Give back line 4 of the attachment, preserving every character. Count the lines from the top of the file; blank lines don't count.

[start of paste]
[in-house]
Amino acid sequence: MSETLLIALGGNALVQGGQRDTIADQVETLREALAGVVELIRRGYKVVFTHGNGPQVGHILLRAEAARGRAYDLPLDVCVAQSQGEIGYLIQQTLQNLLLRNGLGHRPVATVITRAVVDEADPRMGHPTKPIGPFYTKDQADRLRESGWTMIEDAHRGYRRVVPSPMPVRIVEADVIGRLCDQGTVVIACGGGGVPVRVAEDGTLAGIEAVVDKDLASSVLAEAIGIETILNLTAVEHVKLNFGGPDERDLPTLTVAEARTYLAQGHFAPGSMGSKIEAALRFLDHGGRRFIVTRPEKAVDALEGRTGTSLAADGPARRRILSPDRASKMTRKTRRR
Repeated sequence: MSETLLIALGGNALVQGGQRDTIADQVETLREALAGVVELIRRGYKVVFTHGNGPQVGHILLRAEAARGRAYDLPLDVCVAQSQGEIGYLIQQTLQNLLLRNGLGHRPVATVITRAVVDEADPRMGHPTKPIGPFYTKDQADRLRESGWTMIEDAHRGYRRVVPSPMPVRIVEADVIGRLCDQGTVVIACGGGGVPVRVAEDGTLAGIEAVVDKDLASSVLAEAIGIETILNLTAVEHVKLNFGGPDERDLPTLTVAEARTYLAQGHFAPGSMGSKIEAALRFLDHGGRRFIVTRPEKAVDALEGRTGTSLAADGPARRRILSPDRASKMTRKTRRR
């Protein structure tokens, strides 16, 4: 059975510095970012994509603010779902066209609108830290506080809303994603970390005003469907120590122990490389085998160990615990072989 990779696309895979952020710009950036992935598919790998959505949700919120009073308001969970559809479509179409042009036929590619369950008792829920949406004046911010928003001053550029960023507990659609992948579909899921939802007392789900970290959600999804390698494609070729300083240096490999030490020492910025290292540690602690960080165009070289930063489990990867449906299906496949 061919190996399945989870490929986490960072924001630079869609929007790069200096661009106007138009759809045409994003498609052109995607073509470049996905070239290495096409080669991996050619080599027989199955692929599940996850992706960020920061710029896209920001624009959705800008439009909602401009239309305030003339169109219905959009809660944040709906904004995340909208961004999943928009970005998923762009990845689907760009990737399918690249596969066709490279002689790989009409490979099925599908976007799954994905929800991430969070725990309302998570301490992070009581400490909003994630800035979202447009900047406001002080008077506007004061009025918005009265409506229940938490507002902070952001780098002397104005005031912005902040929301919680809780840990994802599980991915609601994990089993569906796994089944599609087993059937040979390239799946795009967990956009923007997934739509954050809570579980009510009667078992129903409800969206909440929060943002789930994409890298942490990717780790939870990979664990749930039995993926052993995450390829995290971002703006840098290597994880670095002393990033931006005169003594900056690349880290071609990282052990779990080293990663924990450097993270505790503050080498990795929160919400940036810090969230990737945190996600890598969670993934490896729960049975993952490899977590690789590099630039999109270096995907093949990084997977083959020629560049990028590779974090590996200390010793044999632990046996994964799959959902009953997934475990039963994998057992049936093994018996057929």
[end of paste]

């Protein structure tokens, strides 16, 4: 059975510095970012994509603010779902066209609108830290506080809303994603970390005003469907120590122990490389085998160990615990072989 990779696309895979952020710009950036992935598919790998959505949700919120009073308001969970559809479509179409042009036929590619369950008792829920949406004046911010928003001053550029960023507990659609992948579909899921939802007392789900970290959600999804390698494609070729300083240096490999030490020492910025290292540690602690960080165009070289930063489990990867449906299906496949 061919190996399945989870490929986490960072924001630079869609929007790069200096661009106007138009759809045409994003498609052109995607073509470049996905070239290495096409080669991996050619080599027989199955692929599940996850992706960020920061710029896209920001624009959705800008439009909602401009239309305030003339169109219905959009809660944040709906904004995340909208961004999943928009970005998923762009990845689907760009990737399918690249596969066709490279002689790989009409490979099925599908976007799954994905929800991430969070725990309302998570301490992070009581400490909003994630800035979202447009900047406001002080008077506007004061009025918005009265409506229940938490507002902070952001780098002397104005005031912005902040929301919680809780840990994802599980991915609601994990089993569906796994089944599609087993059937040979390239799946795009967990956009923007997934739509954050809570579980009510009667078992129903409800969206909440929060943002789930994409890298942490990717780790939870990979664990749930039995993926052993995450390829995290971002703006840098290597994880670095002393990033931006005169003594900056690349880290071609990282052990779990080293990663924990450097993270505790503050080498990795929160919400940036810090969230990737945190996600890598969670993934490896729960049975993952490899977590690789590099630039999109270096995907093949990084997977083959020629560049990028590779974090590996200390010793044999632990046996994964799959959902009953997934475990039963994998057992049936093994018996057929």